BLOOMINGTON — Gary Brown knows his chances of staying out of jail hinge on his ability to change his own mind about criminal behavior.
"It came to the point where I was done. I needed help changing my way of thinking," said the 40-year-old, who recently celebrated one year of being clean and sober.
Brown, of Bloomington, is one of 14 men in the Moral Reconation Therapy group led by the Center for Youth and Family Solutions (CYFS) for people on probation for drug offenses. Similar groups meet at the McLean County jail and Chestnut Health Systems. The program's name refers to the examination of a criminal's decision to act solely on a desire for something, such as drugs or possessions.
Started in October with a $30,000 grant from the McLean County Health Department, the MRT program is based on a unique 12-step approach that requires participants to squarely face their bad habits, and develop ways to stop the cycle that has repeatedly delivered them to the doors of the criminal justice system.
Gene Kelley had to deal with his anger toward the world as part of his path to change.
"A lot of my issue was changing my attitude, digging deeper into who I am. It's been a long road in and out of jail since I was 13, and prison twice. I feel this is one of my last options, but it feels different this time," said Kelley, 36, of Bloomington.
Doug Braun, community outreach coordinator for the CYFS, said group members are not shy about calling each other out when old patterns of manipulation and dishonesty surface during the 90-minute weekly sessions.
"This is a very structured program, based on a delayed gratification approach. They decide when a person is ready to move to the next step," said Braun, who supervises the group with Matt Searby and Sara Chlebanowski.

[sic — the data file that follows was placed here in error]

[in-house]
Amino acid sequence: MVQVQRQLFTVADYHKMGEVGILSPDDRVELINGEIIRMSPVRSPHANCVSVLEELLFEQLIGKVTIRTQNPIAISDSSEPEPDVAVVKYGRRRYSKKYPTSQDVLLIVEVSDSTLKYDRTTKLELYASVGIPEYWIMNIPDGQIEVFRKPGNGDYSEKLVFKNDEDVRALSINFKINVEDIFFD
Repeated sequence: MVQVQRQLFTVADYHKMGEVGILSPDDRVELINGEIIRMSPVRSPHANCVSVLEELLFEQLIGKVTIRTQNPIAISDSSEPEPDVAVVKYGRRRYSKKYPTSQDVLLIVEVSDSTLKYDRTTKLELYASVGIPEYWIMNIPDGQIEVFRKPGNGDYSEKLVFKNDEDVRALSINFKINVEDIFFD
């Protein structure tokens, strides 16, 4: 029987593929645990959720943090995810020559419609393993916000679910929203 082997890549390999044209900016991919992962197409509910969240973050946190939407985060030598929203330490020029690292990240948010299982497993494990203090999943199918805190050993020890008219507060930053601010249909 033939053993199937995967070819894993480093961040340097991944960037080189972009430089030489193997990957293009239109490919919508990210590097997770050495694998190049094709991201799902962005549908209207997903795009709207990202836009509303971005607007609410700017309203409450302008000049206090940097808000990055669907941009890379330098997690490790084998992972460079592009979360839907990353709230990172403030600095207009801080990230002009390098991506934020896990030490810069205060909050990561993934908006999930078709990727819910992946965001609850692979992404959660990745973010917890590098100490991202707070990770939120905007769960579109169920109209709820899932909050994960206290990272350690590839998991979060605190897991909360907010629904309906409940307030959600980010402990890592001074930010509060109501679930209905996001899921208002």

For Jerome Lockett, the key concept in the MRT program is honesty.
"I needed to change my core beliefs. That required me to start being honest with myself and others," said Lockett, 55, of Bloomington.
The four members of the MRT group who agreed to be interviewed by The Pantagraph view their previous prison terms as devoid of meaningful opportunities for long-term change.
"Sending us to prison helps us to be smarter criminals. This is giving us the tools to fix ourselves," said Brown.
The Department of Corrections uses cognitive behavioral therapy with inmates, a treatment with similarities to MRT and "widely accepted as the best practice for the criminal justice population," said IDOC spokeswoman Stacey Solano.
While time behind bars may convince some people a law-abiding life is the best option, for others change comes later — after a higher price is paid.
"I remember that I couldn't wait to get out and do it again," said Donny Smith, referring to getting involved in drugs. The 50-year-old Bloomington man also is making his way through the course that takes 12 and 16 weeks to complete.
The changes that help offenders overcome their criminal thoughts also repair relationships torn apart by years of bad behavior, said the MRT participants.
"Now I have a relationship with my son. My mom wouldn't trust me, but now when I say I'm gonna do something, I do it. Things are changing," said Smith.
A group of 10 male inmates at the county jail also attend MRT sessions. Jackie Mathias, with inmate services, said members recruit others to join.
"They all choose to be there. I think it's been helpful and they are taking it really seriously, At least one person said this is the first time he's bothered to attend a group," said Mathias.
Operating under the theory that a short time in a program is better than no time, the jail encourages inmates who are headed to prison to complete as many steps as possible before their transfer.
"The program gives them something positive to focus on while they're here," said Mathias.
Drug court members who may be sent to jail for violating terms of their probation continue their MRT work during their jail stay.
Tammy Rodgers, director of adult chemical dependency services at Chestnut Health Systems, said six women in a new MRT group also are responding well to the curriculum.
"We're trying to get clients to see that they are not an island and how they behave affects others around them. It's much more powerful for them to challenge and hear from each other," said Rodgers, who expects new members to be added to the group.